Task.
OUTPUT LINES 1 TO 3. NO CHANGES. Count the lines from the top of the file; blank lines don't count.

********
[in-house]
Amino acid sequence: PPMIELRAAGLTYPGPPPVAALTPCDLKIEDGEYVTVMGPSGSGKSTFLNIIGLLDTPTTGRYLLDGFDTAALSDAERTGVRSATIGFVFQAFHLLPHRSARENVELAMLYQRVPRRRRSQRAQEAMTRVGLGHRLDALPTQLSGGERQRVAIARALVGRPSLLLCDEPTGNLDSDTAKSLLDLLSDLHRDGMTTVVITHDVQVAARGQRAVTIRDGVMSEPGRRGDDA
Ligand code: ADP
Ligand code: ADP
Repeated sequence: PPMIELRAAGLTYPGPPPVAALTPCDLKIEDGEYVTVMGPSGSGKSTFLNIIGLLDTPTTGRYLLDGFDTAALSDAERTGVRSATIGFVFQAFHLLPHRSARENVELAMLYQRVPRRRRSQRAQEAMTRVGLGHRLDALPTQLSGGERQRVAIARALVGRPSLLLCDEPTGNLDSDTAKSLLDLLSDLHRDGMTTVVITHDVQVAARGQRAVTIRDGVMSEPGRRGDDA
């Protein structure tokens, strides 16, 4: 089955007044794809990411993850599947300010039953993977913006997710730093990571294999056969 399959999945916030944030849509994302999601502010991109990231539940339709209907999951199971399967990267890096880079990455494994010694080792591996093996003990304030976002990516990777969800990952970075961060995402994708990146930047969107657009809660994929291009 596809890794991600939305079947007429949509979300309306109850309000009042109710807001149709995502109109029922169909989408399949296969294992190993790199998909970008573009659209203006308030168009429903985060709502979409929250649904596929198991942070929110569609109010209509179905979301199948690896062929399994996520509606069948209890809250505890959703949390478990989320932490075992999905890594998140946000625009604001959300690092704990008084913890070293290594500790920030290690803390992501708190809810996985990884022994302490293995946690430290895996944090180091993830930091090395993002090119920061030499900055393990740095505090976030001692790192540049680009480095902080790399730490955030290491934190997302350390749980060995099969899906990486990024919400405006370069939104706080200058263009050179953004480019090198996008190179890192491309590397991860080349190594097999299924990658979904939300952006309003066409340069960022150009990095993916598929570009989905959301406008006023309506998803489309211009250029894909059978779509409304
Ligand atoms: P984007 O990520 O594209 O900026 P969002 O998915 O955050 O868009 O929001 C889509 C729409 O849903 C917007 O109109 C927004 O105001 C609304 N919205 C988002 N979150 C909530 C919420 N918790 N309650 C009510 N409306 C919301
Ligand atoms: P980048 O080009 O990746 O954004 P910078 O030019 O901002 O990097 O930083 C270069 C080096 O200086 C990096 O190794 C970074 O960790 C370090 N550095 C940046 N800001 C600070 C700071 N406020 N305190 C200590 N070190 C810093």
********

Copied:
[in-house]
Amino acid sequence: PPMIELRAAGLTYPGPPPVAALTPCDLKIEDGEYVTVMGPSGSGKSTFLNIIGLLDTPTTGRYLLDGFDTAALSDAERTGVRSATIGFVFQAFHLLPHRSARENVELAMLYQRVPRRRRSQRAQEAMTRVGLGHRLDALPTQLSGGERQRVAIARALVGRPSLLLCDEPTGNLDSDTAKSLLDLLSDLHRDGMTTVVITHDVQVAARGQRAVTIRDGVMSEPGRRGDDA
Ligand code: ADP